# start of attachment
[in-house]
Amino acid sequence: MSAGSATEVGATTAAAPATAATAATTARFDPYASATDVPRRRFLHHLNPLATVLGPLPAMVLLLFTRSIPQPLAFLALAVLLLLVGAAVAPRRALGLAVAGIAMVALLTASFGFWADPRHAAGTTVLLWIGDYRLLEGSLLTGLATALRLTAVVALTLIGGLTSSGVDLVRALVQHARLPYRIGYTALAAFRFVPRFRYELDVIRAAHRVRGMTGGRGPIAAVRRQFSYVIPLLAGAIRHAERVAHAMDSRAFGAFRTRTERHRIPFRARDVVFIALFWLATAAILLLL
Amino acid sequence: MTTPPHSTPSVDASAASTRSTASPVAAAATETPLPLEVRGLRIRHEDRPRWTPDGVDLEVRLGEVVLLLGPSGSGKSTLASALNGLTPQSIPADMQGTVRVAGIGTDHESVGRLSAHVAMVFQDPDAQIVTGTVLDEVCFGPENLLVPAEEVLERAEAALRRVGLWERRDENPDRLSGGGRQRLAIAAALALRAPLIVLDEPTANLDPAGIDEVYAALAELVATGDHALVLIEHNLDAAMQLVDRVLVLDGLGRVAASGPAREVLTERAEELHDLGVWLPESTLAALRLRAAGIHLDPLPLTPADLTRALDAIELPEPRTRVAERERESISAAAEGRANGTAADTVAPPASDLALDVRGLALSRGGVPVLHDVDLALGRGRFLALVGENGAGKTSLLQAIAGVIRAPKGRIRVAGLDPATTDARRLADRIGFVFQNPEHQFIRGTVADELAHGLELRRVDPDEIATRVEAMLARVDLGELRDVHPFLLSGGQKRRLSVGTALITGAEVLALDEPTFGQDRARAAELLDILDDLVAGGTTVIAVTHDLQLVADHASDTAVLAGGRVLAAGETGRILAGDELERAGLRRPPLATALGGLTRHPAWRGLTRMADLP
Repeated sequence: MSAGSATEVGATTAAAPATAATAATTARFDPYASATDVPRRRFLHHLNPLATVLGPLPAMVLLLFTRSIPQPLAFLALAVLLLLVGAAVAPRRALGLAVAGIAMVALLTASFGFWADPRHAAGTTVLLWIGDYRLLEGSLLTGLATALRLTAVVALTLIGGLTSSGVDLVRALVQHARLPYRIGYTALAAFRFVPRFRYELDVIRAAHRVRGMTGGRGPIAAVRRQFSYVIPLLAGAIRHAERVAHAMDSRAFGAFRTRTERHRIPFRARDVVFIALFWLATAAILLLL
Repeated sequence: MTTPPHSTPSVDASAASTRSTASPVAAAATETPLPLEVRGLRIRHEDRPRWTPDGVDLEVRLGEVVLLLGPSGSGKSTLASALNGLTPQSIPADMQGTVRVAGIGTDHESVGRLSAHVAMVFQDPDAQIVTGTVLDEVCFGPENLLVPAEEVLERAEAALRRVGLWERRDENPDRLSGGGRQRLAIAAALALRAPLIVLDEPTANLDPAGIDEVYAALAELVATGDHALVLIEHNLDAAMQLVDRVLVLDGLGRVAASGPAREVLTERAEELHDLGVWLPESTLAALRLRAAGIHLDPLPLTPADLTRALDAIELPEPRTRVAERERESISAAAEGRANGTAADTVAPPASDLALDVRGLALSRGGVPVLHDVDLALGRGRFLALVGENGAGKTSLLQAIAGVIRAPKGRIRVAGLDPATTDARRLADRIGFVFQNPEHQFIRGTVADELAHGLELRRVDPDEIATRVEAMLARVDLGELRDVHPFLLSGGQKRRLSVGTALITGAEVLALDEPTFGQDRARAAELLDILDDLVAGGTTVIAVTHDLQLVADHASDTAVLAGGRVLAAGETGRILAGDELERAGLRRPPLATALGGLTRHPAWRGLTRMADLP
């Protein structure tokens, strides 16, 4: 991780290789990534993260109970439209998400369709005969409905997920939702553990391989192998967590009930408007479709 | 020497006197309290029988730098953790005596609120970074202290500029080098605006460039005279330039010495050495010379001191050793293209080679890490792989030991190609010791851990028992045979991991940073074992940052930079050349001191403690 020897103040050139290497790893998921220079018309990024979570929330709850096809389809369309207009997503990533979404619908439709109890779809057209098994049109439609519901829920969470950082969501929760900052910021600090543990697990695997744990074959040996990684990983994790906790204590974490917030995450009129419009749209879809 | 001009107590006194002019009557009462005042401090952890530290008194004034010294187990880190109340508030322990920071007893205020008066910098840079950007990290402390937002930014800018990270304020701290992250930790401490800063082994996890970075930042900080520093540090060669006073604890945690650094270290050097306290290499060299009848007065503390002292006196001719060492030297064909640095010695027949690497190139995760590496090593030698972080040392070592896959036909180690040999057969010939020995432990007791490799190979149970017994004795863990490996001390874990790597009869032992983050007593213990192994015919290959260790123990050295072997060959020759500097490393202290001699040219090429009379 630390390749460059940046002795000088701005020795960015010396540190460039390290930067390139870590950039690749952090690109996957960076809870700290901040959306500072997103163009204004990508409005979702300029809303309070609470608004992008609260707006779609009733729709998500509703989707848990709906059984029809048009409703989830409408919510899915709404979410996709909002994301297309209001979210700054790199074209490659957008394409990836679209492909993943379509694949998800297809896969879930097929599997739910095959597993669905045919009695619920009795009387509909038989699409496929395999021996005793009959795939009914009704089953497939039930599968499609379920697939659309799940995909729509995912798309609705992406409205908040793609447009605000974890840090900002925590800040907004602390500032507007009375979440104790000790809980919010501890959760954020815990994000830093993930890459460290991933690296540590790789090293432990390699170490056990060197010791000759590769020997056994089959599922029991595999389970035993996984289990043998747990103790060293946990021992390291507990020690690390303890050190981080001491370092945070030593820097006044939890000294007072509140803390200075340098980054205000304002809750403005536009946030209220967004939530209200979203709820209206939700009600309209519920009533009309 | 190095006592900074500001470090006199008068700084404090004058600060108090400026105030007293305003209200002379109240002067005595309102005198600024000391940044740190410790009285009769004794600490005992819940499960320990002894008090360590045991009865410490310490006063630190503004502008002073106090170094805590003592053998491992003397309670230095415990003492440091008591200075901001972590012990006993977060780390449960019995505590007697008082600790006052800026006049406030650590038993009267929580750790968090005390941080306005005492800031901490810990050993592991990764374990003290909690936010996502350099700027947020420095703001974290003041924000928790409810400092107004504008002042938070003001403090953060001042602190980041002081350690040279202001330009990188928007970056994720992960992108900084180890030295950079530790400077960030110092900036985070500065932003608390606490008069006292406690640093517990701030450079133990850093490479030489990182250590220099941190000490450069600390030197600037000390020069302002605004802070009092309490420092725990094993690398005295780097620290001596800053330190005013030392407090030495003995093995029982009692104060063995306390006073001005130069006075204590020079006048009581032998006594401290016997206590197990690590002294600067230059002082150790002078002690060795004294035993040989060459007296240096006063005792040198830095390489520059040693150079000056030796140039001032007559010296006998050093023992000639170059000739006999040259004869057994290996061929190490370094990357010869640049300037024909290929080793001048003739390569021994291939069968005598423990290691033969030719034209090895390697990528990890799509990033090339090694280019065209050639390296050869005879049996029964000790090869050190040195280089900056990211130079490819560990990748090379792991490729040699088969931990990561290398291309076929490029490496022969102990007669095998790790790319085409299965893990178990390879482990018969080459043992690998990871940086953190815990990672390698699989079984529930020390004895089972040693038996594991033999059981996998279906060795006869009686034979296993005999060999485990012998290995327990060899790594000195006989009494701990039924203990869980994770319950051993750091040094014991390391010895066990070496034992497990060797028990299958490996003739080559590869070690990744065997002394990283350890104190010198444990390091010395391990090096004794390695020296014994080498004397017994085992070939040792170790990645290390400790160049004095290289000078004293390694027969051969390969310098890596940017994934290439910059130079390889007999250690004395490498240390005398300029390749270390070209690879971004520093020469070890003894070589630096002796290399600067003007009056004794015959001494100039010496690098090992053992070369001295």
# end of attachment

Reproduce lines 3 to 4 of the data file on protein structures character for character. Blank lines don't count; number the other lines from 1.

Amino acid sequence: MTTPPHSTPSVDASAASTRSTASPVAAAATETPLPLEVRGLRIRHEDRPRWTPDGVDLEVRLGEVVLLLGPSGSGKSTLASALNGLTPQSIPADMQGTVRVAGIGTDHESVGRLSAHVAMVFQDPDAQIVTGTVLDEVCFGPENLLVPAEEVLERAEAALRRVGLWERRDENPDRLSGGGRQRLAIAAALALRAPLIVLDEPTANLDPAGIDEVYAALAELVATGDHALVLIEHNLDAAMQLVDRVLVLDGLGRVAASGPAREVLTERAEELHDLGVWLPESTLAALRLRAAGIHLDPLPLTPADLTRALDAIELPEPRTRVAERERESISAAAEGRANGTAADTVAPPASDLALDVRGLALSRGGVPVLHDVDLALGRGRFLALVGENGAGKTSLLQAIAGVIRAPKGRIRVAGLDPATTDARRLADRIGFVFQNPEHQFIRGTVADELAHGLELRRVDPDEIATRVEAMLARVDLGELRDVHPFLLSGGQKRRLSVGTALITGAEVLALDEPTFGQDRARAAELLDILDDLVAGGTTVIAVTHDLQLVADHASDTAVLAGGRVLAAGETGRILAGDELERAGLRRPPLATALGGLTRHPAWRGLTRMADLP
Repeated sequence: MSAGSATEVGATTAAAPATAATAATTARFDPYASATDVPRRRFLHHLNPLATVLGPLPAMVLLLFTRSIPQPLAFLALAVLLLLVGAAVAPRRALGLAVAGIAMVALLTASFGFWADPRHAAGTTVLLWIGDYRLLEGSLLTGLATALRLTAVVALTLIGGLTSSGVDLVRALVQHARLPYRIGYTALAAFRFVPRFRYELDVIRAAHRVRGMTGGRGPIAAVRRQFSYVIPLLAGAIRHAERVAHAMDSRAFGAFRTRTERHRIPFRARDVVFIALFWLATAAILLLL